The canonical labour-supply model, based on the analysis of income-leisure choice, differs from both Walras and Hicks in establishing the constraint of 24 hours as the sum of the hours of leisure and of labour. In very general terms, the formula for such a calculation was stated by David I. Green (1893). Green argued that "the laborer stops work at a certain hour, not simply because he is tired, but because he wants some opportunity for pleasure and recreation" (p. 222) and further, that "the economic opportunities which a man sacrifices by pursuing a certain course of action are more capable of objective measurement. These sacrifices of opportunity are what constitutes the principal part of the costs of production which determine normal exchange values" (p. 223).
Although Green made explicit a trade-off of limited hours between labour and leisure, he didn't take the obvious next step of dividing the day into 24 hours to be apportioned between the two activities, nor did he specify an hourly wage. Enrico Barone (1908/1935) did, however:
It is convenient to suppose – it is a simple book-keeping artifice, so to speak – that each individual sells the services of all his capital and re-purchases afterwards the part he consumes directly. For example, A, for eight hours of work of a particular kind which he supplies, receives a certain remuneration at an hourly rate. It is a matter of indifference whether we enter A's receipts as the proceeds of eight hours' labour, or as the proceeds of twenty-four hours' labour less expenditure of sixteen hours consumed by leisure. (pp. 248-249).
Barone's "simple book-keeping artifice" constituted a second, not entirely congruent, version of opportunity-cost doctrine. The first version, as articulated by Green, was vague enough about time to defeat the pain-cost argument as an explanation of prices. Barone's version was precise enough about the division of the 24 hours in a day to be incorporated into mathematical formulae. Such precision came only at the (unexamined) cost of resurrecting what Robbins called the 'naïve' assumption that "the connection between hours and output is one of direct variation."
Abram Bergson (1939) adopted Barone's framework as a basis for his "Reformulation of certain aspects of welfare economics." Although it may have seemed a matter of indifference to Barone whether to count the receipts of labour as eight hours or as twenty-four hours minus sixteen hours of leisure, the book-keeping artifice was essential to the flourishing of the indifference-curve analysis, unhampered by the essentially unquantifiable spectres of worker fatigue, unrest or even intrinsic enjoyment of work. The founding myth of the new orthodox approach thus passed unannounced into the canon. Chapman's theory was rendered expendable not by an explicit simplification but by the quiet revival of a naïve and anachronistic assumption about the connection between hours and output.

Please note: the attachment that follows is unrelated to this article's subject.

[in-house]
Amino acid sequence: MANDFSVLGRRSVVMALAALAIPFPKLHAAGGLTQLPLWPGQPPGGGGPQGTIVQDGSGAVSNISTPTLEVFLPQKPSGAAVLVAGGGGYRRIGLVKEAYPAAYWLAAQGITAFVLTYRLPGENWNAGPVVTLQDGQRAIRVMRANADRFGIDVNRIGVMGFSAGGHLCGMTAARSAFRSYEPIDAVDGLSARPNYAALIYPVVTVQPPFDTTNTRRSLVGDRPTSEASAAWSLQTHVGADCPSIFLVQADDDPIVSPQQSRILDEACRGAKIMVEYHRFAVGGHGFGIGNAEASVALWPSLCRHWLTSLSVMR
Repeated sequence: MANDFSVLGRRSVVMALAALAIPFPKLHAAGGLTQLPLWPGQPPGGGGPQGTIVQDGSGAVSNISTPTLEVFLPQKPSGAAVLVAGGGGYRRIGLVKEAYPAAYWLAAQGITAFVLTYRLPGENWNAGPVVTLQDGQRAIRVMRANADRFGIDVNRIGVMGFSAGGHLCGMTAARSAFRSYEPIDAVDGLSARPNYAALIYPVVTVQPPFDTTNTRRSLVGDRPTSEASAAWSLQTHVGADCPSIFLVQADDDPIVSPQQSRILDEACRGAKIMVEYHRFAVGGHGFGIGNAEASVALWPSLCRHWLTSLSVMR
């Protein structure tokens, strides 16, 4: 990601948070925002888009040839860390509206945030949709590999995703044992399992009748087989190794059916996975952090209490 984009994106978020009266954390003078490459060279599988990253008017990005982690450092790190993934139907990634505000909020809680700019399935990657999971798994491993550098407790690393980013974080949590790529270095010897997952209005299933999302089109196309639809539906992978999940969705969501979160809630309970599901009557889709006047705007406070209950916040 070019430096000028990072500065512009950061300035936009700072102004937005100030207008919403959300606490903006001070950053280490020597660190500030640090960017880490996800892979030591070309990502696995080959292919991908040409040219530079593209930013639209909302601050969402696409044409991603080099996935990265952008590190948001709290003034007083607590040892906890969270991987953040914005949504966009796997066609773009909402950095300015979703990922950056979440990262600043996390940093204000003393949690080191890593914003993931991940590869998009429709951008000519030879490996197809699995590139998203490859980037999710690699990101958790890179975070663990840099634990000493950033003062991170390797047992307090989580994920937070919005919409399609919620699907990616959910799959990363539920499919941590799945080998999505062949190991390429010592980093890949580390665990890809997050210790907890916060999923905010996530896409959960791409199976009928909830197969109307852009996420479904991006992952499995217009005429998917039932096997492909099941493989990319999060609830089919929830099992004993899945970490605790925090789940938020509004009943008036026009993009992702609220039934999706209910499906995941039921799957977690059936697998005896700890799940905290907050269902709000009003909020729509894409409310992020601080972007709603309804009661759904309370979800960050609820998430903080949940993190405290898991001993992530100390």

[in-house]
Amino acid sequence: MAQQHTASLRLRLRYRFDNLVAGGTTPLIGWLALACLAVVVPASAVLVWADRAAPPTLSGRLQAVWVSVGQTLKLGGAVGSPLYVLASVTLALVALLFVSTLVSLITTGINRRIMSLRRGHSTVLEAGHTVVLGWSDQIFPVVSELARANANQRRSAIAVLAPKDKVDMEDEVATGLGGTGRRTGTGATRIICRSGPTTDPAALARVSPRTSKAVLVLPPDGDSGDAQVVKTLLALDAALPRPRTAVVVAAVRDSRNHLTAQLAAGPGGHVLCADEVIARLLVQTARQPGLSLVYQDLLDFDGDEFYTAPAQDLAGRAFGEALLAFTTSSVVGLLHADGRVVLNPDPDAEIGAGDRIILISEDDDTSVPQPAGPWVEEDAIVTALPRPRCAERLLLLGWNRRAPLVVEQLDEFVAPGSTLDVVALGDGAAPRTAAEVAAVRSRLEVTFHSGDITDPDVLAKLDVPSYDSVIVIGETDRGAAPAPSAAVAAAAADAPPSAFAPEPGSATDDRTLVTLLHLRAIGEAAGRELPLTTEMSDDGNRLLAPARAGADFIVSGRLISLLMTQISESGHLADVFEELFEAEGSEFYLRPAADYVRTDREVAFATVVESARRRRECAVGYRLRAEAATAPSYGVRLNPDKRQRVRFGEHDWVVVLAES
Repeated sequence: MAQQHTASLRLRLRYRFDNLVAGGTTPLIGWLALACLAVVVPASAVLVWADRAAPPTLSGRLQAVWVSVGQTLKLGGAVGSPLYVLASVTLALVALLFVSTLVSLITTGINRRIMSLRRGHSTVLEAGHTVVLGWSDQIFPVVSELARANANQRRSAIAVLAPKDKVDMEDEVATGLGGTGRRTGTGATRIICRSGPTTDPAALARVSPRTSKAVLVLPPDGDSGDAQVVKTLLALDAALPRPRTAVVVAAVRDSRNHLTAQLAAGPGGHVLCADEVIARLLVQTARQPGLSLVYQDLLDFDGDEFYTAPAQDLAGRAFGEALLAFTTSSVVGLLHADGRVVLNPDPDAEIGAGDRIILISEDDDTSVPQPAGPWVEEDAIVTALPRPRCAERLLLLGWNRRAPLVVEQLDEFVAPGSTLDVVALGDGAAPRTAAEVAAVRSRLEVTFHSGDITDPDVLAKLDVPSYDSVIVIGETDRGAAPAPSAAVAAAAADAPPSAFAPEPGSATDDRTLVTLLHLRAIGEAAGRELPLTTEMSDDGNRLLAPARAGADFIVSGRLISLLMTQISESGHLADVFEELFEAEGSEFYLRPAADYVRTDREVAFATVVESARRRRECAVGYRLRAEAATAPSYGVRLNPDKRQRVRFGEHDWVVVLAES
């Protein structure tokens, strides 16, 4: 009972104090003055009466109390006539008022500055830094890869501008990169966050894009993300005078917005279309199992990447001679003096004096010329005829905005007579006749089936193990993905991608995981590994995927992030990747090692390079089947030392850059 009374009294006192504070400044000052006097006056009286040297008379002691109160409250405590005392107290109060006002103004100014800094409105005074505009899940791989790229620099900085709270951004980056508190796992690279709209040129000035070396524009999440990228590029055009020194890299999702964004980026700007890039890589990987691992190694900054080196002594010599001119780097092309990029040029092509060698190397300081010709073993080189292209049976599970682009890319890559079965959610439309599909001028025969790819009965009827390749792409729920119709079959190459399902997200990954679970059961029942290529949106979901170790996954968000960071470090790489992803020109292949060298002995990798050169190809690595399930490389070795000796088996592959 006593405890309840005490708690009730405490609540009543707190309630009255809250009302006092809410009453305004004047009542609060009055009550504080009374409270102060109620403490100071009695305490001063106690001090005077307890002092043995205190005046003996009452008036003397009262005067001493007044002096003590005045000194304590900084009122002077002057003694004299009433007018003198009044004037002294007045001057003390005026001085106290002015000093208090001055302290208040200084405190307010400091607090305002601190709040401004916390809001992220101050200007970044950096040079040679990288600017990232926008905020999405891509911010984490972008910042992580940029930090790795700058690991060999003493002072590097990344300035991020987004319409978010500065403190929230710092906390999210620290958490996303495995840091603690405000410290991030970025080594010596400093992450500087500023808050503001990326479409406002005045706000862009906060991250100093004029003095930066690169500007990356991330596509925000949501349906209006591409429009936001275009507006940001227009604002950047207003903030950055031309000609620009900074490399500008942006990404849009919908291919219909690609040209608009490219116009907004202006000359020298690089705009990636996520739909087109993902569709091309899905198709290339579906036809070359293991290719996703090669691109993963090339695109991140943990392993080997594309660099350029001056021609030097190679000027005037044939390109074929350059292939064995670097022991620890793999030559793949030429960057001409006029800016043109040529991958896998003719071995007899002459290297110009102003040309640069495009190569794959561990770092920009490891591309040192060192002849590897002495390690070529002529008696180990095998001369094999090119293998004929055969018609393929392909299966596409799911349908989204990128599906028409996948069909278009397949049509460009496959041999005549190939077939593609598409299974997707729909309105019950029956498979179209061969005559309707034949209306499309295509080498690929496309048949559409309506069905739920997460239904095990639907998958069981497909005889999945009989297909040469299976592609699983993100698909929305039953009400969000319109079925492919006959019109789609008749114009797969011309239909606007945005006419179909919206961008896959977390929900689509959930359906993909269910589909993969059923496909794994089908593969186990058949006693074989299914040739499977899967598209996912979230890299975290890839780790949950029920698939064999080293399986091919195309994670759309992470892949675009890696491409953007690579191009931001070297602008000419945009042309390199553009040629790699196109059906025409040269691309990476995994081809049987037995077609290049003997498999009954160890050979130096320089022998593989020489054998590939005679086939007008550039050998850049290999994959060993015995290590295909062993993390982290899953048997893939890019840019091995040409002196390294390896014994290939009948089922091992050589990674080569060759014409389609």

Chapman theory appears to have covered both the opportunity-cost and pain-cost bases. In a technical footnote, he drew two dotted-line curves to describe the effects of the length of the working day on the worker (see appendix). The first curve, labelled I, clearly indicates an opportunity-cost analysis of the value "of the leisure destroyed by the addition of [an] increment of time" (p. 364). The second curve, labelled L, retains the notion of absolute satisfaction or dissatisfaction involved in working. There doesn't seem to be a suggestion that this curve L directly determines the cost or value of labour, only that it affects the welfare of the worker. To paraphrase Chapman, what curve L addressed was not "the quantity of external wealth produced" but rather the "balance between internal and external wealth" (p. 373).
Abstract: Sidney Chapman's theory of the hours of labour, published in 1909 in The Economic Journal, was acknowledged as authoritative by the leading economists of the day. It provided important insights into the prospects for market rationality with respect to work time arrangements and hinted at a profound immanent critique of economists' excessive concern with external wealth. Chapman's theory was consigned to obscurity by mathematical analyses that reverted heedlessly to outdated and naïve assumptions about the connection between hours and output. The Sandwichman is serializing "Missing: the strange disappearance of S. J. Chapman's theory of the hours of labour" on EconoSpeak in celebration of the centenary of publication of Chapman's theory. (To download the entire article in a pdf file, click on the article title.)